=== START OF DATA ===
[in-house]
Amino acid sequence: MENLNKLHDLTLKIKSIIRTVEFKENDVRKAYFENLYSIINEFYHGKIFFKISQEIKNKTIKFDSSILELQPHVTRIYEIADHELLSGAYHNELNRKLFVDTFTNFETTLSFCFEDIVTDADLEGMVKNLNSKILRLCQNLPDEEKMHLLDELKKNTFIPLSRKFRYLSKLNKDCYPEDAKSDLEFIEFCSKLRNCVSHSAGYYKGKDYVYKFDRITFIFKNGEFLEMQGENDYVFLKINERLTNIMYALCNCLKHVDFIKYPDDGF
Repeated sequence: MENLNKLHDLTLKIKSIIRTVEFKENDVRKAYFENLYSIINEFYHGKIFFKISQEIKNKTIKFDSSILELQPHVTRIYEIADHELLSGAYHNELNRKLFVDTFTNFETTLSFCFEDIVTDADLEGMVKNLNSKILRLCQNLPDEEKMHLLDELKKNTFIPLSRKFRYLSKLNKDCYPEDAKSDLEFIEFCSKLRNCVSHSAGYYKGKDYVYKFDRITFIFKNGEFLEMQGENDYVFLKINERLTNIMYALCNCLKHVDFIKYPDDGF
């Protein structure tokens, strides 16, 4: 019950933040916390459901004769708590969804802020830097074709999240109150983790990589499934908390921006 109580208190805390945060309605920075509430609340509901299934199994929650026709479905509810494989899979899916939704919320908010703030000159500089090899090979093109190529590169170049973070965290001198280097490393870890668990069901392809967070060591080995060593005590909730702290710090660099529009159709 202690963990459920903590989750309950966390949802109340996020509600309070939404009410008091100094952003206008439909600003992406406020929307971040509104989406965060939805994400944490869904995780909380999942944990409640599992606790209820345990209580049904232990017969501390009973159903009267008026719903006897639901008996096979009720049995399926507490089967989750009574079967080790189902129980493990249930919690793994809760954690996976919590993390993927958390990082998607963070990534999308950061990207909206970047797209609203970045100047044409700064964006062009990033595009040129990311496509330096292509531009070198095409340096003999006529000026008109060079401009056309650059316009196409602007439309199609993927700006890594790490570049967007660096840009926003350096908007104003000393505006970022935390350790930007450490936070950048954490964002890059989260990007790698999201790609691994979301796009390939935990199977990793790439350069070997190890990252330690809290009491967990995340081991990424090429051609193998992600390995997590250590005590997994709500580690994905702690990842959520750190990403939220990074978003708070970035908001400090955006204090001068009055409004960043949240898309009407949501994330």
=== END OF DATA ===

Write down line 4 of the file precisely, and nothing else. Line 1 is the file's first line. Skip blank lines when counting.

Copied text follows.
């Protein structure tokens, strides 16, 4: 019950933040916390459901004769708590969804802020830097074709999240109150983790990589499934908390921006 109580208190805390945060309605920075509430609340509901299934199994929650026709479905509810494989899979899916939704919320908010703030000159500089090899090979093109190529590169170049973070965290001198280097490393870890668990069901392809967070060591080995060593005590909730702290710090660099529009159709 202690963990459920903590989750309950966390949802109340996020509600309070939404009410008091100094952003206008439909600003992406406020929307971040509104989406965060939805994400944490869904995780909380999942944990409640599992606790209820345990209580049904232990017969501390009973159903009267008026719903006897639901008996096979009720049995399926507490089967989750009574079967080790189902129980493990249930919690793994809760954690996976919590993390993927958390990082998607963070990534999308950061990207909206970047797209609203970045100047044409700064964006062009990033595009040129990311496509330096292509531009070198095409340096003999006529000026008109060079401009056309650059316009196409602007439309199609993927700006890594790490570049967007660096840009926003350096908007104003000393505006970022935390350790930007450490936070950048954490964002890059989260990007790698999201790609691994979301796009390939935990199977990793790439350069070997190890990252330690809290009491967990995340081991990424090429051609193998992600390995997590250590005590997994709500580690994905702690990842959520750190990403939220990074978003708070970035908001400090955006204090001068009055409004960043949240898309009407949501994330």